Max Kuhn Gives Talk at NYC Open Data Meetup

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Posted on Feb 19, 2015

NYC Open Data Meetup was pleased to host Max Kuhn on February 17, who gave a wonderful talk about predictive analytics. He focused on several key points: prediction vs inferential statistics, the process of model building, the choice of methodology, and next steps in data science. He also spoke about the ethics that can come into play when building predictive models.

"Predictive modeling is the process of creating a model whose primary goal is to achieve high levels of accuracy". The objective here is to make the best possible prediction in an individual data instance. While this might seem like an obvious and trivial definition, Max Kuhn was making a point about the difference between predictive analytics and traditional inferential statistics. They are measuring different things. He quotes Friedman (2001), who describes an example related to boosted trees and MLE.
"...degrading the likelihood by overfitting actually improves misclassification error rates. Although perhaps counterintuitive, this is not a contradiction; likelihood and error rate measure different aspects of fit quality."

Traditional inferential statistics focus on the appropriateness of models as related to things like distributional assumptions, parsimony, and degrees of freedom. This is not the case in predictive modeling. In fact, in some cases, the entire concept of degrees of freedom may be meaningless, as for example when you have more predictors than you have observations. So one of the key take aways from Max Kuhn's talk was that is it okay to throw the inferential book away if it makes your predictions better.

The issues in predictive modeling are not so much related to confidence intervals or probabilities. The issues to focus on are overfitting vs underfitting and bias vs variance. The choice of model may have some constraints. The nature of the data is one, for example, if there is a lot of multicollinearity or a lot of unlabeled data. Cross validated cost estimates will contribute to model selection. And at times, ease of use may be a consideration, if the model is going to be deployed.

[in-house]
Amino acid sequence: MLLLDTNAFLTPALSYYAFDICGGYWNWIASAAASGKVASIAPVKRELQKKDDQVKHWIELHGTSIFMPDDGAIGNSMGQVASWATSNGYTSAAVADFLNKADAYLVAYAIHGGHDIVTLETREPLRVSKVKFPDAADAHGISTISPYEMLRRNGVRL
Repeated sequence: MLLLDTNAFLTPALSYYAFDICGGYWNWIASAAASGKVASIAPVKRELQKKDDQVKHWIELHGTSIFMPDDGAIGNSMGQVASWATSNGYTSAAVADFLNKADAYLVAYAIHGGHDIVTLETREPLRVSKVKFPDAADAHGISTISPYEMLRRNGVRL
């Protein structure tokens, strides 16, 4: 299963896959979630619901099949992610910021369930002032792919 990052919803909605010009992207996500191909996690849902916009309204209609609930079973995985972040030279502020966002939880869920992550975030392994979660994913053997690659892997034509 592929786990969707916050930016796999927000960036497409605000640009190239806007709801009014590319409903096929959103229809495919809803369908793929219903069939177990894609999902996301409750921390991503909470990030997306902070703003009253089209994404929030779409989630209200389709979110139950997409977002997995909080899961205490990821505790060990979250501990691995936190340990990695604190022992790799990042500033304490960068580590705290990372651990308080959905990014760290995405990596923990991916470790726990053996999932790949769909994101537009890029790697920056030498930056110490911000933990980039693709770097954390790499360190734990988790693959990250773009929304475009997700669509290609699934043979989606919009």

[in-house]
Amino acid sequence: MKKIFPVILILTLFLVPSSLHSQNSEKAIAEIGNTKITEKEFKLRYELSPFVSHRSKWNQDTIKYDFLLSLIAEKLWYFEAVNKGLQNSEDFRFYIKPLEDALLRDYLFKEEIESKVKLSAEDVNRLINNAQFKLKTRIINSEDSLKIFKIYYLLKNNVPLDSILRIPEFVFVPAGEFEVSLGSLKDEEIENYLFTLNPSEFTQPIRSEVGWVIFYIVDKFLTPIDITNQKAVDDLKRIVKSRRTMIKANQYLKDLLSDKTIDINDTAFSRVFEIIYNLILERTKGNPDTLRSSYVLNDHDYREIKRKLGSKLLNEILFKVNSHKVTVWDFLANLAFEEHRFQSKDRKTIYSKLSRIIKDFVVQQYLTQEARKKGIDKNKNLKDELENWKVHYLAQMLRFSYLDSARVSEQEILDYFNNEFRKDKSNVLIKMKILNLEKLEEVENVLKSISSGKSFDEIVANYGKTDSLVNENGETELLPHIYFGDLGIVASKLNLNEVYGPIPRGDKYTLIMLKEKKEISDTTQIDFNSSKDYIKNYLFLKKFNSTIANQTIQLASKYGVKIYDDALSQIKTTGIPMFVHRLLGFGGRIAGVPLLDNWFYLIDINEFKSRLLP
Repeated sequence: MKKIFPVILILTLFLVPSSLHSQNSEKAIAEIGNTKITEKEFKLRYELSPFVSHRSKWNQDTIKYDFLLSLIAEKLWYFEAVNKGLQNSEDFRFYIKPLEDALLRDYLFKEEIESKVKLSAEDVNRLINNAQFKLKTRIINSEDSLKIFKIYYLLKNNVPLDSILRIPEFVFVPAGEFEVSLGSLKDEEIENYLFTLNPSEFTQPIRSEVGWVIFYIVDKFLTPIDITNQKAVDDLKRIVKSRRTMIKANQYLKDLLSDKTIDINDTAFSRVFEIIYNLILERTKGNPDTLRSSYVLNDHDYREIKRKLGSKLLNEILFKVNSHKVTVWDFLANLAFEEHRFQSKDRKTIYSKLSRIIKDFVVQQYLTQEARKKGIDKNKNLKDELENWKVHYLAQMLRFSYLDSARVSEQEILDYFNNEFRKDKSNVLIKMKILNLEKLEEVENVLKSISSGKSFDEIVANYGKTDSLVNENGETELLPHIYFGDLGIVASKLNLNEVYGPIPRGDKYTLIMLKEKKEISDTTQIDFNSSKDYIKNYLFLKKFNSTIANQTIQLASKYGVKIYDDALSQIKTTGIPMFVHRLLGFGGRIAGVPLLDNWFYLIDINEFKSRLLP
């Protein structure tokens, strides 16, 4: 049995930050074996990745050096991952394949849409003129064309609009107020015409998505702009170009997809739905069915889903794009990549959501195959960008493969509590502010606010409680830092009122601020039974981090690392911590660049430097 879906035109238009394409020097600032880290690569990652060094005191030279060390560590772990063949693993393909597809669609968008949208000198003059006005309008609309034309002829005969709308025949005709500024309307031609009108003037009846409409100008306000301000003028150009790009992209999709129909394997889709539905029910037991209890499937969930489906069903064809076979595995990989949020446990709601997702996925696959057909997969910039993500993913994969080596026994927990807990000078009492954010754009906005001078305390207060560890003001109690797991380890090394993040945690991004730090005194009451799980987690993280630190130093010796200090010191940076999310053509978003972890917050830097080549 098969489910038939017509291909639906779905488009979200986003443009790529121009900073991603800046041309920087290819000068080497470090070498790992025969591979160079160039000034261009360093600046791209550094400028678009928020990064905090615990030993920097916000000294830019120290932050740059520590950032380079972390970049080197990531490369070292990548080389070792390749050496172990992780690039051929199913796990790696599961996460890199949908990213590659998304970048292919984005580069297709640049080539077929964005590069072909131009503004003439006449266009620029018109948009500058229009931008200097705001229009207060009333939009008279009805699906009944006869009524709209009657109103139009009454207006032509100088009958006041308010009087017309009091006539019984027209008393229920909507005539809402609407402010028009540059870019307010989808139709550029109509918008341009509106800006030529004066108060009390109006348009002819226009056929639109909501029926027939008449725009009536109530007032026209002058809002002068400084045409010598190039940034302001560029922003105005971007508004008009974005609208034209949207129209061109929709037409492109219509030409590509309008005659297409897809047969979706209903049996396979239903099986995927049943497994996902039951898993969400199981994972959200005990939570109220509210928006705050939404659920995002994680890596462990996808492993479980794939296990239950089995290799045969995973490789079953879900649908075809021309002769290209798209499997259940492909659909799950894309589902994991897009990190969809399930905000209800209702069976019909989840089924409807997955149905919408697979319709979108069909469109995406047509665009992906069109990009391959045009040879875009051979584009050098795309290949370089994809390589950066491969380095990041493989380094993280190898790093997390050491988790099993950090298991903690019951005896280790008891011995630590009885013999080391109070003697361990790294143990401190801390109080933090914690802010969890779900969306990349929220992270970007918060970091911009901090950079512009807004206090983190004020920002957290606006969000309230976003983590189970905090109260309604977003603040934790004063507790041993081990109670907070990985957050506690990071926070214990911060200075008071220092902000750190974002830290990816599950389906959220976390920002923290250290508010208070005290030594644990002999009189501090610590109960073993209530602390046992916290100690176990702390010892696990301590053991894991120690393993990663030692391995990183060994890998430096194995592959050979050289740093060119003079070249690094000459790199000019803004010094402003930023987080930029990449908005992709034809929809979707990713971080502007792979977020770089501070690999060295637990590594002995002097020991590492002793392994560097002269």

Primarily, though, when doing predictive modeling he suggests that one not be deterred by the complexity of the model itself. Complex or non-linear pre-processing can make predictions better; so too can ensembles of models. Over paramatized (by traditional statistical criteria) models that are highly regularized and non-linear can often make excellent predictions.

Many different models can work well to solve a problem. In fact, Max Kuhn believes that the current available models are good for solving most problems. Except for a few exceptions, model improvement, he believes, will have more to do with feature selection than with a new algorithm. The exceptions, areas where he believes we could use better models are: using unlabeled data, severe class imbalances, feature engineering, applicability domain techniques and confidence assessments. In most cases, though, it will be feature selection that improves models.

Max Kuhn told a story about analyzing molecules in an assay that had a lot of predictors but also a lot of imperfections, so the data was noisy. The assay that was more pure could only provide a limited number of predictors. Yet it was the latter that gave better results. So big data is not always better data, and except for anomaly detection, where one might need a lot of data to get a large enough sample of the target of interest, smaller data sets do just as well.

Finally, one of the biggest takeaways of the evening was the importance of advocating for a model that is a superior predictor, even if it is difficult to interpret. A somewhat trivial example Max Kuhn used was a spam filter. Nobody will care if the model is difficult to interpret if it is accurate in filtering spam and keeping important email from going into the junk folder. In Max Kuhn's personal history he needed to defend a model that does diagnostic work when the FDA was asking for a simpler model. But his predictive model as excellent, and he did not want to compromise accuracy. When his daughter had an illness that required this very diagnostic tool, and the instrument used in his daughter's hospital was made by a different company, he wondered if the other group of data scientists had also stood their ground.

The work data scientists do is important, and in some cases can be a matter of life and death.

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